“I love to get some fresh air by heading to our rooftop patio to read. The view from the patio is amazing: you can see the water, mountains, and bridges. It’s the best kept secret on our campus!”
University Relations Manager
“Grab a Starbucks (that is on-site!) and sit in the atrium with a colleague-turned-friend, and it may just feel like you are in your living room, catching up.”
Executive Admin, EA University & Facilities
“I jaunt off to the Fitness Center to take advantage of the amazing gym equipment or group exercise classes. Boxing is a great de-stresser!”
“We can’t create games and be successful without our employees, our talent,” says Toledano, who adds that talent acquisition is written into the three-part company strategy, putting it on par with the company’s brands—its games—and platform—its infrastructure to deliver games digitally, directly to the consumer—in terms of importance. To keep the pipeline stocked with brainpower, EA empowers future engineers, designers, and developers through outreach programs with local schools, and also worldwide, through tech meet-ups and advice blogs.
“We like to promote organic creativity, be it through our annual conference, EA DevCon; Digital Underground, our online learning center; Pitch Club, where employees can pitch new ideas; and Strategic Action Teams made up of employees from all functions across the company who work together to solve problems,” Toledano says.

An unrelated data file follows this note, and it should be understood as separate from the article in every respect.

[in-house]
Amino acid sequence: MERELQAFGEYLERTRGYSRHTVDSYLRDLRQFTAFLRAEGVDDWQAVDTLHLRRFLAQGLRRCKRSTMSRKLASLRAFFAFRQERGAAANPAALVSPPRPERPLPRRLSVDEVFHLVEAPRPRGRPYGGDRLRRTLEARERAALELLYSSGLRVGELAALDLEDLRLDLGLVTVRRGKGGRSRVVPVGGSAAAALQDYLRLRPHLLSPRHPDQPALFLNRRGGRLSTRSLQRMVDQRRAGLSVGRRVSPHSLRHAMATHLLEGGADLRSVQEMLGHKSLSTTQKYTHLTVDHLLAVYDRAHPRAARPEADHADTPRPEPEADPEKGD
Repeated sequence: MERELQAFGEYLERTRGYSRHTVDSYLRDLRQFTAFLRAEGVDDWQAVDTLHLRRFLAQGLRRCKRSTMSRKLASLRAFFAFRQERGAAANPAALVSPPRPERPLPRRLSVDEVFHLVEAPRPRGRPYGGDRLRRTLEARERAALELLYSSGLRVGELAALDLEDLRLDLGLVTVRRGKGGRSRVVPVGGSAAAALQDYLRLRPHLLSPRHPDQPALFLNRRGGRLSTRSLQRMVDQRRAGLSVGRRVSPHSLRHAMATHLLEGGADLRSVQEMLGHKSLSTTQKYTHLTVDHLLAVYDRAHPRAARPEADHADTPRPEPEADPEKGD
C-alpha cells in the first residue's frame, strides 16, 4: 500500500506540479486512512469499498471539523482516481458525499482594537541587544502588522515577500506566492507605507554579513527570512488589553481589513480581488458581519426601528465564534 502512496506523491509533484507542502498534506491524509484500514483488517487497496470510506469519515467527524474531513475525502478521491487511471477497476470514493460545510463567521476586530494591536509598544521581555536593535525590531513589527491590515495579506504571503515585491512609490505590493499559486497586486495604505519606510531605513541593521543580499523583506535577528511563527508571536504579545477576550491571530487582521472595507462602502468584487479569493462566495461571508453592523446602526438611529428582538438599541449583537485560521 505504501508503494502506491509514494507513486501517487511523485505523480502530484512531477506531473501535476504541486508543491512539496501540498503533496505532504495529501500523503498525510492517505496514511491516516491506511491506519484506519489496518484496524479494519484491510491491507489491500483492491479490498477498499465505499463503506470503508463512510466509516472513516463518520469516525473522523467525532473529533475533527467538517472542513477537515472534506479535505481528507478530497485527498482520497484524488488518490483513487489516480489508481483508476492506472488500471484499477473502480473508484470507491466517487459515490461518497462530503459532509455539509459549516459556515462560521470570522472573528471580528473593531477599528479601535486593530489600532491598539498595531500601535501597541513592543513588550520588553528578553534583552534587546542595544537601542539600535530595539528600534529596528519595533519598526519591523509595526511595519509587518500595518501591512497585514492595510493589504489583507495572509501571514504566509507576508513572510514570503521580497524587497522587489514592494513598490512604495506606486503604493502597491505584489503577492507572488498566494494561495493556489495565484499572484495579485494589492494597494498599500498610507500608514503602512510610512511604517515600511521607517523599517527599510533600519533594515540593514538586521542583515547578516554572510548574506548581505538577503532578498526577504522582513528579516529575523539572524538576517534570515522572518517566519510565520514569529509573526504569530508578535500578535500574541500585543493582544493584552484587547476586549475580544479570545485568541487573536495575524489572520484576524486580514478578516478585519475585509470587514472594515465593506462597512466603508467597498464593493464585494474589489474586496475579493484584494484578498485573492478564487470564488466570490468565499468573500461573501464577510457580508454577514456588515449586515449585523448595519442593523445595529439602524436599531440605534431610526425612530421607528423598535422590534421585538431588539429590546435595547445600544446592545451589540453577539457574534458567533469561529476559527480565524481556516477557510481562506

In Redwood Shores, employees campaigned for a bus service to alleviate them of their commutes from nearby San Francisco, and, in EA’s Vancouver office, four-legged friends are a fixture thanks to the efforts of a few employees who wanted to bring their pets to work. In a similar way, designer Ocean Quigley and engineer Andrew Willmott of Maxis, an EA studio, were able to leverage the company’s soft spot for creativity and resurrected the SimCity franchise, which launched in March.
“However people want to express themselves is very much valued and applauded here,” Toledano says. “Employees can dress how they like, color their hair however they want, have any personal preferences, as long as they deliver, which our employees do without much of a push. These people live and breathe gaming, so their work is also their fun.”
Much like the worlds that exist inside of EA’s gaming portfolio, the Redwood Shores location provides employees amenities that make it feel like a free-standing community. The smoke that hangs in the air on Friday afternoons carries with it the aroma of barbecue hot-off-the-grill. When engineers have had enough virtual FIFA Soccer for one day, they can kick a real soccer ball around on the full-size soccer field. And rather than asking employees to leave their personal lives at home, EA invites them to bring their kids to the on-site day care.
Where the front office is more like a home office, Toledano says EA is striving to create an environment where employees can take pride and ownership in their work while maintaining a healthy balance of down time. “This is a place where people love to come to work,” she says. “And they love what they do.”